From: The EDUCAUSE CIO Constituent Group Listserv on behalf of David Todd
Sent: Mon 8/23/2004 12:09 PM
To: [log in to unmask]
Subject: [CIO] <PLAuth> Public Lab Authentication Survey
The University of San Diego does not currently require logins on the
Windows and Macintosh personal computers in its public labs, and we are
preparing to do so. As we begin, we believe it might be helpful to know
if this is a common direction others have taken and, if so, the
approaches they've used.
Please take just a couple of minutes to respond to the following
survey. We'll summarize back to the list unless you ask us not to
include your responses in our summary, which will include both replies
to the list and replies to me directly.
1) Do you require authentication on your public workstations (excluding
library workstations here)? If so, what system do you use
We leverage Microsoft Active Directory to provide a single database capable of LDAP, Kerberos, NTLM, NTLMv2, Digital Certificates and RADIUS (via MS-IAS)
2) Do you just authenticate or are you using a system to provide
access to file storage and other resources? What system?
This database via its multiple authentication mechanism provides workstation security controls on our Windows and Mac workstations, Kerberos on our CS departments AFS server, access to our Windows file and print services, and via MS-IAS RADIUS allows our Enterasys Secure Networks Systems to authenticate VPN, Wireless and Wired Network Ports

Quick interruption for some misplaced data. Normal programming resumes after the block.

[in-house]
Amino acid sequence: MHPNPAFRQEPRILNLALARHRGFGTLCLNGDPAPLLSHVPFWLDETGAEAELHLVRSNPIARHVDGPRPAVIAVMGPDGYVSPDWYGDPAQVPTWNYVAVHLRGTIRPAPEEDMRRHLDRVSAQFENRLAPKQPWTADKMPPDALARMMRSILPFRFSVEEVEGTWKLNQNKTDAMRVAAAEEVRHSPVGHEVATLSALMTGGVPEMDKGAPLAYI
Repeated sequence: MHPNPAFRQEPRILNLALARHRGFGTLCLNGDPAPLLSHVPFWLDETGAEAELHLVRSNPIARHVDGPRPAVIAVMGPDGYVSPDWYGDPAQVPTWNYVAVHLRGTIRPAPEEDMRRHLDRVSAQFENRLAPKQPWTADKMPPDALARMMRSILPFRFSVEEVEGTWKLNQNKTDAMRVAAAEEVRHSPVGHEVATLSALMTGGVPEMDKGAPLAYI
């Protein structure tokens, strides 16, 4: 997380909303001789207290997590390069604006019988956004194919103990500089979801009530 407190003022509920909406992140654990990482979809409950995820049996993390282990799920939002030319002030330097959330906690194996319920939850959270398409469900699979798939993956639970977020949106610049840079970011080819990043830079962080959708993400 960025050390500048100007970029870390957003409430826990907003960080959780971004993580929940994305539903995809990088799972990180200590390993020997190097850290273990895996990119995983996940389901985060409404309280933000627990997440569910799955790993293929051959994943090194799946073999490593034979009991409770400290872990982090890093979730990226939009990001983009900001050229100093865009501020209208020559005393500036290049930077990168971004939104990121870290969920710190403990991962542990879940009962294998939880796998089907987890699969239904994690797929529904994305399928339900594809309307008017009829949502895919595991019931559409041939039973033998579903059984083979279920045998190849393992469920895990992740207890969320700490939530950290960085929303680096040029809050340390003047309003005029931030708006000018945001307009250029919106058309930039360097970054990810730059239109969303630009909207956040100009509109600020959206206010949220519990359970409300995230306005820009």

3) If you just authenticate, do you use a central LDAP or similar
4) Do the public workstations in your libraries require authentication?
If so, and if the system differs from the one in your other public
labs, what system do you use in the libraries?
Most workstations require authentication at the workstation, and/or at the network port level as well. Our library kiosk workstations and other campus Kiosks do not require login at the workstation but are restricted via Secure Networks Policy.
5) Comments, suggestions, advice, etc:
Flexibility, and ease of management. We had multiple sources needing authentication (Windows, Mac, Linux, etc) and some we didn't plan on in 1999 (Enterasys Secure Networks hardware) that were not easy to satisfy under a single credentials database. Active Directory provided one of the most flexible and manageable solutions. Our implementation begain at Beta3 and has continued through our plans to implement AD2003.
6) Institution: _Hobart and William Smith Colleges
7) Exclude from public summary? no
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